Here's one off the beaten path: I would highly recommend a Montessori math approach through multiplication and division. The strength I see in the Montessori method, which can start well before Kindergarten, is the concrete approach, the in-depth understanding of place-value, the gradual movement from concrete to abstract, the inclusion of movement with each lesson, the very sensible progression of what to learn next, and the emphasis on full understanding prior to moving on. The books Teaching Montessori in the home: The Pre-School Years and Teaching Montessori in the home: The School Years by Elizabeth Hainstock are very helpful. She explains the Montessori approach, how to make and use the materials, and how to present the materials. Here is a video of my daughter using the Montessori technique to work on a typical Montessori kindergarten/early elementary math problem (please note that my teaching technique is not necessarily to be modeled--not the least of which is that I was trying to explain for the video). It took her a few years to get to that level, but an older kid working on the things she learned in pre-school will make faster progress.

There's my blanket statement in complete support of the Montessori math program. You'll find I am just as enthusiastic about the reading and grammar approach as well. This post also includes some other pre-school/K work that is done in Montessori primary classrooms.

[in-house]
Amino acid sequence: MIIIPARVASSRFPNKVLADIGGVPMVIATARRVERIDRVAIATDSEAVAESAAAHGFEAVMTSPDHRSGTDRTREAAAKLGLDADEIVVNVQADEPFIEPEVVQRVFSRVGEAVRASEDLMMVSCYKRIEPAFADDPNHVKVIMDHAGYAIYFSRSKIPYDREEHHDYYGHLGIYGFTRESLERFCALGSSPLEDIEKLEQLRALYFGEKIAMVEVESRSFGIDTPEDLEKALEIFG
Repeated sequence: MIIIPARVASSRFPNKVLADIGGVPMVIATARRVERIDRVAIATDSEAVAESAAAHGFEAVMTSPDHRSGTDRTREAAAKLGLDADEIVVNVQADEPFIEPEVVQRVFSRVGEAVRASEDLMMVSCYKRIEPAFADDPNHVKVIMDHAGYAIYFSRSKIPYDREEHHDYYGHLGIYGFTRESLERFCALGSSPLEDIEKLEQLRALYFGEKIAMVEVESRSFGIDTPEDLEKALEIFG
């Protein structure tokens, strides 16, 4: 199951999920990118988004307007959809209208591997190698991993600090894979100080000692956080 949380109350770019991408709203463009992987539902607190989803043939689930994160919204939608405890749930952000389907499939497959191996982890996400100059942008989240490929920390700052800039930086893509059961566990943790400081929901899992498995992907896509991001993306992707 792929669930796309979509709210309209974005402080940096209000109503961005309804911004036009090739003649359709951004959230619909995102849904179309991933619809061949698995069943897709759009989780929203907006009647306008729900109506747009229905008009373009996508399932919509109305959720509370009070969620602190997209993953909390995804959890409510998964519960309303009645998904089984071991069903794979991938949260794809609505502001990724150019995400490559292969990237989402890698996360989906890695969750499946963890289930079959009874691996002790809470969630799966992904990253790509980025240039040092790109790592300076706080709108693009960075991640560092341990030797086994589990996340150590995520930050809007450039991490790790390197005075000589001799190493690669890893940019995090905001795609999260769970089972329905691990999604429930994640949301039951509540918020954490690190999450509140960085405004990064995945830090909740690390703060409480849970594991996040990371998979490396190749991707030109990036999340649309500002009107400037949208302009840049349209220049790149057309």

Where to start! There are so many math curricula, so I can only comment on the few I have experience with or have looked at from other people--which isn't many and only the elementary years. My biggest concern is full understanding. Memorization, though it is important when the kids are doing larger problems later, takes a backseat to this more fundamental concern. I abhor constructivist math programs--they do not promote real understanding.

Many people and kids like Math-U-See. I've had a chance to look at the curriculum and see the materials for the younger (gamma and under) products. I have not used it personally. It is very concrete with its approach and that is nice. One drawback would be the workbooks. Workbooks can be nice. It's great to have problems put down on paper in a progression of ideas that logically follow. A workbook, however, can lead one to think it must be fully completed even after the kids have mastered the concept, leading to boredom and a dissatisfaction with math. It can also fool a teacher or parent into thinking that the child has mastered the concept even though they might really need more work than the workbook provides. There is no substitute for vigilance! Math-U-See has teacher instruction, from what I understand, in the form of DVDs that the teacher or the student can watch. I haven't seen one, so I don't know how effective they are. From other parents who have used Math-U-See the only complaints I've heard are that some kids find the workbooks boring (perhaps because they were ready to move on?) and there was a case of a kid not getting word problems while using Math-U-See. Neither of which would preclude me from recommending it. There was a kid, however, that can find some of the lessons confusing (like area), so I think that would be a failing of the curriculum. Perhaps there wasn't enough information on teaching that concept or the materials do not lend themselves to that use. That is an isolated case, and one can supplement.